slid 14% late Tuesday after the wireless outfit posted a weak fourth quarter and guided below estimates for 2006.
The Washington-based company lost $25 million, or 70 cents a share, for the quarter ended Dec. 31, compared with a year-ago continuing operations loss of $3 million, or 46 cents a share. Revenue rose to $85 million from $49 million a year earlier.
Analysts surveyed by Thomson First Call were looking for a 22-cent profit on sales of $95 million.
"Our fourth quarter and full year results were disappointing and came in below our expectations," said CEO David A. Steinberg. "With the sale of Liberty Wireless behind us, we will be better able to focus our attention on achieving profitability.
"We are confident that we are undertaking the necessary steps to improve our customer experience and streamline our operations," Steinberg said. "Additionally, in an effort to increase visibility into our earnings, in the first quarter, we are entering into contracts that contain residual-based compensation plans with three of the top six carriers, partly replacing our tier bonus structure. This would have a near-term impact of reducing operating margins. We believe a change in compensation structure toward a residual base will help drive more consistent long-term earnings. We recognize that delivering consistent profitability to our shareholders is paramount to increasing investor confidence."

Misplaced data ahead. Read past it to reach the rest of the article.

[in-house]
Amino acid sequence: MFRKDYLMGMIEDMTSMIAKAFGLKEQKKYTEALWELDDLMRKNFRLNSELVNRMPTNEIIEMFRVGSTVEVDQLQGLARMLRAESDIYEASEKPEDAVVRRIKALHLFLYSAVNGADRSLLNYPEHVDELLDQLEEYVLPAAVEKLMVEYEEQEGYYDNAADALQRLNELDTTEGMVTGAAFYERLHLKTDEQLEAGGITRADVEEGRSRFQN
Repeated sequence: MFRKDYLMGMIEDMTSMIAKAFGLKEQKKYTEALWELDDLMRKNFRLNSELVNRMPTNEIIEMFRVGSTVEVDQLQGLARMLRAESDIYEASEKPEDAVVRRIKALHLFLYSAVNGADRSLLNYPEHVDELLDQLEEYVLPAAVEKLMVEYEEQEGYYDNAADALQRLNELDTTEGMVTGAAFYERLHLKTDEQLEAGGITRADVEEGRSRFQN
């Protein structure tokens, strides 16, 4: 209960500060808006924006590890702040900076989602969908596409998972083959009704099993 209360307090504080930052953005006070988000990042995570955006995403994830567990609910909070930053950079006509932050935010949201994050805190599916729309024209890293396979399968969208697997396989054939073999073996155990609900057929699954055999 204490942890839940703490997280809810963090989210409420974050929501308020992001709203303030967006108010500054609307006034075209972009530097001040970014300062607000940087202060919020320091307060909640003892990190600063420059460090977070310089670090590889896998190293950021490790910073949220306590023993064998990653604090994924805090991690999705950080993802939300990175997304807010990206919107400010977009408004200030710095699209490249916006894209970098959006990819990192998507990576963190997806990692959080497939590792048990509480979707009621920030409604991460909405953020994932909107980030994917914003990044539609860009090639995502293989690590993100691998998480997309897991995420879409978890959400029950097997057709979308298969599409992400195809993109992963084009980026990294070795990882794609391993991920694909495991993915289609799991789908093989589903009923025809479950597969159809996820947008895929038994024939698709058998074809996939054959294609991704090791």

The company said operating margins for 2006 will be lower than originally expected, due to an anticipated slight reduction in carrier commissions in exchange for residual commissions. InPhonic also guided to first-quarter revenue of around $84 million and 2006 revenue of $405 million or so. Analysts were looking for $94 million for the quarter and $428 million for the year.
Late Tuesday, InPhonic shares fell $1.14 to $6.83.